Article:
Two hundred sixty-five Texas fourth and eighth graders responded to a survey asking them whether they had experienced information overload, what strategies they used to reduce the overload condition, and what words would describe their feelings while overloaded. Turns out that the fourth graders had a higher overload percentage than did the eighth graders, 86 percent compared to 67 percent. Can this say anything more about the increasing sophistication of the older children in manipulating masses of information and their growing experience with informational analysis and synthesis?

Among other questions, the students were queried about their feelings when overloaded with information.

Among fourth graders, the most prevalent feeling was that of being confused and frustrated. Then came, being mad, angry, or even furious. When asked to associate a physical symptom with a sense of being overloaded, they responded with headache, tiredness, depression, or sickness .

When eighth graders were queried in a similar manner, the findings were slightly different. Ten eighth graders, all male, responded with vulgarity. While boys responded with anger and cursing, the girls described themselves as tense, stressed, or experiencing panic. Interestingly, fourth grade girls felt as if they were exploding and bursting, and responded to overload with irritability. By eighth grade, fatigue and panic have set in. Either the older girls learned to internalize overload or their active anger had been socialized out.

Maybe we need to do a "rethink" on dealing with open ended searches that spew out tsunamis of information. Is Attention Deficit a defiant response that indicates a planned ignorance and inattention to the information overload ? Are adult stresses related to the realisation that complete control over work activities is an impossible proposition ? Do we need to think of using faster and faster computer speeds in other ways ? Was there a life before the Internet, email and instant communications ?

There are some things e can do to avoid being a part of the Information Fatigue Syndrome.

STOP being an "informavore" (informavore (in.FORM.uh.vohr) n. A person who consumes information.)

Reduce passive information intake : This means we reduce interaction with any media that we do not actively interact with. If your search throws out 2,800 links, do not pursue a hundred of them in a wild quest for knowing more. There is just so much information you can process and remember. (Think of how you mindlessly watch asinine commercials when watching a TV program, without worrying about the utility of it all).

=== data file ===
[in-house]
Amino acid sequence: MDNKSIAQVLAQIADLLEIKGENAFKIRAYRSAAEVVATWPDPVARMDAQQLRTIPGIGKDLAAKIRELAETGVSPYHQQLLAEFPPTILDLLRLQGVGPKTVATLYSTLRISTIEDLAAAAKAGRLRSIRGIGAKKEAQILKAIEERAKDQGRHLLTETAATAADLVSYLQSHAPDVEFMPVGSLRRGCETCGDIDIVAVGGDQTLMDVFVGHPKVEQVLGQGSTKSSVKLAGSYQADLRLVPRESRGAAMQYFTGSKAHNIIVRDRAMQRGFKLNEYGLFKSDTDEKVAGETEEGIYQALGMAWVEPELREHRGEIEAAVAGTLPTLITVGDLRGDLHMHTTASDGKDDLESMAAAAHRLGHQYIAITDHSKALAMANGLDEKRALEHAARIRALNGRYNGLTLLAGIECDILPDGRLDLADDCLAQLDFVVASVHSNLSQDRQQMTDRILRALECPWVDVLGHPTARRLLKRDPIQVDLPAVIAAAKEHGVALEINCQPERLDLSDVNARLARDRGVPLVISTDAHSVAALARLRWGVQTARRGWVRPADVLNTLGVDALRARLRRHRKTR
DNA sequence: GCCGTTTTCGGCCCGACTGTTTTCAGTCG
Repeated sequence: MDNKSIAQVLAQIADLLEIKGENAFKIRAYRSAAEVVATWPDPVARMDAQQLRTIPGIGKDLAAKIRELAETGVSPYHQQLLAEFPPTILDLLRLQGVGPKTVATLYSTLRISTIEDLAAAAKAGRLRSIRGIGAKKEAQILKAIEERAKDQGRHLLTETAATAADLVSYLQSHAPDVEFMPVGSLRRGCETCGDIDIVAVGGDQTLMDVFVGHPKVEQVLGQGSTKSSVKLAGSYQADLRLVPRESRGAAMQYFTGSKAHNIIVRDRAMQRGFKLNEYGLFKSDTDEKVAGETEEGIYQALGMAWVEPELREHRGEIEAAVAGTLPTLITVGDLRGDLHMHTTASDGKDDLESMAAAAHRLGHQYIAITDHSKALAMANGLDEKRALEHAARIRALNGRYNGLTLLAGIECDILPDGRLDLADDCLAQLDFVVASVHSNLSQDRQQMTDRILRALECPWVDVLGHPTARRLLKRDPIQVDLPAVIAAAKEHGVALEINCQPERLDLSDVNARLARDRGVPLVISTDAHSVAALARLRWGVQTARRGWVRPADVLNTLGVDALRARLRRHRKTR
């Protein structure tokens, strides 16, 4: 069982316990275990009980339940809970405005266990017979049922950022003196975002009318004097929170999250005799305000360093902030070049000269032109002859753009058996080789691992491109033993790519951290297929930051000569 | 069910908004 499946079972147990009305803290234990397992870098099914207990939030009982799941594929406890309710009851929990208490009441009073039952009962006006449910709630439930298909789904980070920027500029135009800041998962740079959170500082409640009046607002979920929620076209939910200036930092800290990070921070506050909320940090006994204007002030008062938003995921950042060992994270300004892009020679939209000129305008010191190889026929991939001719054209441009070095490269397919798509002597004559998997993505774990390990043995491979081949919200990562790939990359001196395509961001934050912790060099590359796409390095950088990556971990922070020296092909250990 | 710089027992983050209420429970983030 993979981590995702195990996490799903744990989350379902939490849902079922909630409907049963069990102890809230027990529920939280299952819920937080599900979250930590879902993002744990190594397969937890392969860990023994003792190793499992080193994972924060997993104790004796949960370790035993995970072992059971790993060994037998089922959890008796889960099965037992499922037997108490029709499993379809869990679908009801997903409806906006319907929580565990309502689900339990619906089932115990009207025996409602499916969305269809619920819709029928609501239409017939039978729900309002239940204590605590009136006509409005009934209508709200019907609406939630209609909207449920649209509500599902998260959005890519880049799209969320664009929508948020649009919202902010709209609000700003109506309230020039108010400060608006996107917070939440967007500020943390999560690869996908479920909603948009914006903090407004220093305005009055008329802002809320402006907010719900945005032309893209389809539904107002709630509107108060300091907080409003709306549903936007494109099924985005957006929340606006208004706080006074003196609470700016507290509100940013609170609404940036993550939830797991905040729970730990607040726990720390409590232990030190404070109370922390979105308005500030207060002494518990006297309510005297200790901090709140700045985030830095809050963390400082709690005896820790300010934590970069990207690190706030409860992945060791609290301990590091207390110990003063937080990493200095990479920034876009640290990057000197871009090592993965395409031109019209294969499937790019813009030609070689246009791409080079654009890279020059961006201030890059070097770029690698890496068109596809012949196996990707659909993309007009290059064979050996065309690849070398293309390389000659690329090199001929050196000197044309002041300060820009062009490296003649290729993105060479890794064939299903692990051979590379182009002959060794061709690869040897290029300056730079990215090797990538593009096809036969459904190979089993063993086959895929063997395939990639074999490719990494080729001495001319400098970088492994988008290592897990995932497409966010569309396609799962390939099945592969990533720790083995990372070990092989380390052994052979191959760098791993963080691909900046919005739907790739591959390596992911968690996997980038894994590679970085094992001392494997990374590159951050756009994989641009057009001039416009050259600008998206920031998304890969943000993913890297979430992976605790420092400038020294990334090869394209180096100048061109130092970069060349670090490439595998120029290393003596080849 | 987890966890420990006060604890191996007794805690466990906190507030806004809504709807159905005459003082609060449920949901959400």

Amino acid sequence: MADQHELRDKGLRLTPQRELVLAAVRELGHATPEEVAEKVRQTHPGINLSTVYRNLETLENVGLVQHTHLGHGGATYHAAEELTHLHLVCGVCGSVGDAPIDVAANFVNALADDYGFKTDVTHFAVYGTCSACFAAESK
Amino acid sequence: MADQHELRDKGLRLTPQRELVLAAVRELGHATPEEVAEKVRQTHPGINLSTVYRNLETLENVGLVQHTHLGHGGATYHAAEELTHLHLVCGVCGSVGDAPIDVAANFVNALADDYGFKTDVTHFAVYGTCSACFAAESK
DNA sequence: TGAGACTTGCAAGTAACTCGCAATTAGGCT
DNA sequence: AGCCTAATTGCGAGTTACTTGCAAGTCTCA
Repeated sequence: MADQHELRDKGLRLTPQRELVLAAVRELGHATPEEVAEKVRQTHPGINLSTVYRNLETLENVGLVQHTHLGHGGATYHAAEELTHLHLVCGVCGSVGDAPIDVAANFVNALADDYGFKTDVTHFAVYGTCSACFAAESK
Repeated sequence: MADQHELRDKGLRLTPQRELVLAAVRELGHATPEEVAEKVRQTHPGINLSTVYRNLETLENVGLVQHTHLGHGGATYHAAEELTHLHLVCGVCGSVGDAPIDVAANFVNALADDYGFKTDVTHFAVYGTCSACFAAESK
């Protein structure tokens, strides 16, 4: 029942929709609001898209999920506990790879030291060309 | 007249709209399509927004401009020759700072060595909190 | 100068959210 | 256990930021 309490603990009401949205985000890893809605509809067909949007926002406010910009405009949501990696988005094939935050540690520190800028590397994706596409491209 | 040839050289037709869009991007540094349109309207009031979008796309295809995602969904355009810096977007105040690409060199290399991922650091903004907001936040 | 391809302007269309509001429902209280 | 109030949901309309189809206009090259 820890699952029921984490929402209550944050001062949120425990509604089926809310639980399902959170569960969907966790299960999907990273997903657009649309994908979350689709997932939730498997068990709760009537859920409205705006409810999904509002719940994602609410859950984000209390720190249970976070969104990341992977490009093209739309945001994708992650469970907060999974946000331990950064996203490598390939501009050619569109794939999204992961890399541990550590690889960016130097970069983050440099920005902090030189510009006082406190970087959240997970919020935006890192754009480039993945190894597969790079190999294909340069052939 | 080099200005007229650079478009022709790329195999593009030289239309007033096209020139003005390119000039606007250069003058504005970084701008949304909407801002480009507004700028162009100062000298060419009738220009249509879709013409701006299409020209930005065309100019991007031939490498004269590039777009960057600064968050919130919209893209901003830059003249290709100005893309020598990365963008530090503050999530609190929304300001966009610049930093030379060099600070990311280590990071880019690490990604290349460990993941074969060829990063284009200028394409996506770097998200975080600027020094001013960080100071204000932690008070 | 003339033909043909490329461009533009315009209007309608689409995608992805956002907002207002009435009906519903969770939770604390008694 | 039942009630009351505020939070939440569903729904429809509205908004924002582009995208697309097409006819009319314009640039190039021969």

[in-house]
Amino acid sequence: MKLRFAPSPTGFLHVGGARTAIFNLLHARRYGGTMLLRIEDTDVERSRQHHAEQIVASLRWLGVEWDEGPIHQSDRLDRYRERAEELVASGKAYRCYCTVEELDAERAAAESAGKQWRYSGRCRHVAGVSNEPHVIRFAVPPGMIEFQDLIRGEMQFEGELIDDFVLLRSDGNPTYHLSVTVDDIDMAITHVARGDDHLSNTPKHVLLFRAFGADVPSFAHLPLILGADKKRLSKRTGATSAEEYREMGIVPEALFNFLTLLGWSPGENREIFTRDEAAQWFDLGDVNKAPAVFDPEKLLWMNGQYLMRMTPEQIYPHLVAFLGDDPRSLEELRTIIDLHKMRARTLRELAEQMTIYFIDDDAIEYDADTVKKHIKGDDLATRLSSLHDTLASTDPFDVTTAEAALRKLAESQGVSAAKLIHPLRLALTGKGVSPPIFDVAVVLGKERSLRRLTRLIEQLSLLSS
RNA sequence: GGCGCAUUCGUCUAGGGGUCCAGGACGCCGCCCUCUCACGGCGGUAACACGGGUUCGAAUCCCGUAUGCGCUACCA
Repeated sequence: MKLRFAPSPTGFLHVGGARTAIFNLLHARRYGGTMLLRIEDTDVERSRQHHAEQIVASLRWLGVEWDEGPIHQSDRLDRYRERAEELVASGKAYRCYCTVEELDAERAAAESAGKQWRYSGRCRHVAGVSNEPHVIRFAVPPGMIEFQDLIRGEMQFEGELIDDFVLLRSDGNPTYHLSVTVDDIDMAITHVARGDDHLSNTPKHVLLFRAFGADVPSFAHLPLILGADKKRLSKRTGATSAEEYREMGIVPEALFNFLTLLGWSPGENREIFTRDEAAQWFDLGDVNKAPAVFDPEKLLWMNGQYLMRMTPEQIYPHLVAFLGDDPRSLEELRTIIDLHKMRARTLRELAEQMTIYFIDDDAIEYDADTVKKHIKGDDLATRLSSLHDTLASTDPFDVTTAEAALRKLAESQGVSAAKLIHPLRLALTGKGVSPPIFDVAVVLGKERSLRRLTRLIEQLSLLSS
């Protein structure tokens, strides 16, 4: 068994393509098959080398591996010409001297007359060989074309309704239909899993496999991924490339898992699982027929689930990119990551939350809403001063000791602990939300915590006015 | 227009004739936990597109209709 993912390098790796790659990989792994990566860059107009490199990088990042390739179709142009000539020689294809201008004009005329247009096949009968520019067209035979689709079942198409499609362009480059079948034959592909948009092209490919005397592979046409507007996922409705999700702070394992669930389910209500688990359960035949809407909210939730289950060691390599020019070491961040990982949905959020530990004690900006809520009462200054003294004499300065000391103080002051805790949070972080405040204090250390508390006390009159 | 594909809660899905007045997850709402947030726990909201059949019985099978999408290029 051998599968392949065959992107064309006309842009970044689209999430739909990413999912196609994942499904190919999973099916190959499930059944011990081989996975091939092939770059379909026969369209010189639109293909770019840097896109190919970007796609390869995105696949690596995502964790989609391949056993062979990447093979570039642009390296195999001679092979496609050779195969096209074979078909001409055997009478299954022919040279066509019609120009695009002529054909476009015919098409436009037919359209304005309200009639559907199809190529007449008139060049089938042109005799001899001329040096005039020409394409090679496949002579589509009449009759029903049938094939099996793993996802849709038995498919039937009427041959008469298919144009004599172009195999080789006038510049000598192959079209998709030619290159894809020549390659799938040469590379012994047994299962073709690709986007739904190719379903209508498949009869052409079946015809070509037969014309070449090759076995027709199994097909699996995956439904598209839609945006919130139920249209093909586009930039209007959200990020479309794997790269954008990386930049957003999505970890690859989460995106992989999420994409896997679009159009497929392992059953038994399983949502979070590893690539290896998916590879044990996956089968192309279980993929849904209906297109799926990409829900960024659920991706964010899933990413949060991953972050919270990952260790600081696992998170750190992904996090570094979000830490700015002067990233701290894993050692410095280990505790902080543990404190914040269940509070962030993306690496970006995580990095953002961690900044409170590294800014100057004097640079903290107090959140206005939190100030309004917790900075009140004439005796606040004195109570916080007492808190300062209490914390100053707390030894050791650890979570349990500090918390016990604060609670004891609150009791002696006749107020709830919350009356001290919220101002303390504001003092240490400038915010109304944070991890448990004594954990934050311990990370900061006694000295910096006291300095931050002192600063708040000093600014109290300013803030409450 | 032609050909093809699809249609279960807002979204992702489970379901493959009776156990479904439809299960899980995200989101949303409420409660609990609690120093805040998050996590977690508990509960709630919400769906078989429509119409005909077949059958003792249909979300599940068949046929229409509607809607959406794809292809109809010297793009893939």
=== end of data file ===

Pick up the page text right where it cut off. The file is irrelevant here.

Be still : Learn to occasionally rest your mind. Different people have different techniques. Some folks can instinctively meditate anywhere. Some need to indulge in vigorous physical exercise to bring on mental peace. A rested mind is a smart mind. Tune out the "noise "factor", and you will then see the main points.

Learn to "flow" : This is the complete opposite of information fatigue. "Flowing" is the ability to concentrate on one activity so as to be able to mentally exclude anything else. Have a daily checklist of stuff to do in the house before starting work. Make it a habit of doing that without fail, daily. (You actually check your email more regularly than that, don't you?)

Turn off email, your browser and all telephones (for a while everyday) : Alarming , as this may sound to some electronically challenged folks , there is a world beyond emails and browsers. There also existed a fairly peaceful world before cell phones appeared on the scene, and we were all doing just fine , thank you.

Get physically comfortable : An uncomfortable posture in a fashionable but stressfully shaped chair does nothing for you. Sit in a comfortable sofa, have some soothing music playing. Music that brings back memories is even better. Too many machines in the room and the thermostat setting going for a toss , either too cold or too hot , is an invitation for the onset of information fatigue. So pay attention to your physical environment and get comfortable.

And finally, whatever work you do, remember, that while you may be aware of the desired results, over focusing on the goal to the exclusion of everything else doesn't necessarily get you faster to the goal. A balanced approach with some pitfalls and troubles probably ends up teaching you a lot more in the long run.

Come to think of it, maybe acronyms came about consequent to people becoming lazy about writing the details, given the vast information sea they were drowning in. And so we had folks saying ROTFL and pretending to be smart, whereas it was much more fun to perform that and interact with someone else. And only dumb types learnt to say YMMV; for heavens sake, EVERYONE'S mileage varies, that's what being a different person is all about and that's what makes everyone else exciting and interesting.

In one of the great ironies of information age , it appears that while information can be trivially copied and the information bandwidth continues to widen, the individual's attention bandwidth is as narrow as ever. You abuse the bandwidth, and network problems ensue. We see that everyday in offices of psychiatrists, psychologists, and school counsellors. Its all a question of balance.

At the end of the day, the human brain and human mind is vastly superior to the computer. Like someone said, if you drop a ton of apples on a computer, it will not come up with the theory of gravity.....

Maybe the solution to IFS is as simple as a wastepaper basket ?